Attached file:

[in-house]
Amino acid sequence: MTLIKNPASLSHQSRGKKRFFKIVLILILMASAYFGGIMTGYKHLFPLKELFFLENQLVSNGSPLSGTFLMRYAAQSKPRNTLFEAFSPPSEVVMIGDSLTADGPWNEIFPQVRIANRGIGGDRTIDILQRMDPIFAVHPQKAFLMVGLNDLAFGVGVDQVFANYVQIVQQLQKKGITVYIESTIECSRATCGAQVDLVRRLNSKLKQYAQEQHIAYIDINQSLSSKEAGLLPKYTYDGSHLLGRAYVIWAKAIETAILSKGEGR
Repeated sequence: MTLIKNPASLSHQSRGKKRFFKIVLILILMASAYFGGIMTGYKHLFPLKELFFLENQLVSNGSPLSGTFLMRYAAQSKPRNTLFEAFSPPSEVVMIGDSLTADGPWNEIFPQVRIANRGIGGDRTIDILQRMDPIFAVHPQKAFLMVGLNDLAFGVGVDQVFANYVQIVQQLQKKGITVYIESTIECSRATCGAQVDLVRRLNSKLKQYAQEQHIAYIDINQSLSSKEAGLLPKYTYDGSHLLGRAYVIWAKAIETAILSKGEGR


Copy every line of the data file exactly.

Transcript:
[in-house]
Amino acid sequence: MTLIKNPASLSHQSRGKKRFFKIVLILILMASAYFGGIMTGYKHLFPLKELFFLENQLVSNGSPLSGTFLMRYAAQSKPRNTLFEAFSPPSEVVMIGDSLTADGPWNEIFPQVRIANRGIGGDRTIDILQRMDPIFAVHPQKAFLMVGLNDLAFGVGVDQVFANYVQIVQQLQKKGITVYIESTIECSRATCGAQVDLVRRLNSKLKQYAQEQHIAYIDINQSLSSKEAGLLPKYTYDGSHLLGRAYVIWAKAIETAILSKGEGR
Repeated sequence: MTLIKNPASLSHQSRGKKRFFKIVLILILMASAYFGGIMTGYKHLFPLKELFFLENQLVSNGSPLSGTFLMRYAAQSKPRNTLFEAFSPPSEVVMIGDSLTADGPWNEIFPQVRIANRGIGGDRTIDILQRMDPIFAVHPQKAFLMVGLNDLAFGVGVDQVFANYVQIVQQLQKKGITVYIESTIECSRATCGAQVDLVRRLNSKLKQYAQEQHIAYIDINQSLSSKEAGLLPKYTYDGSHLLGRAYVIWAKAIETAILSKGEGR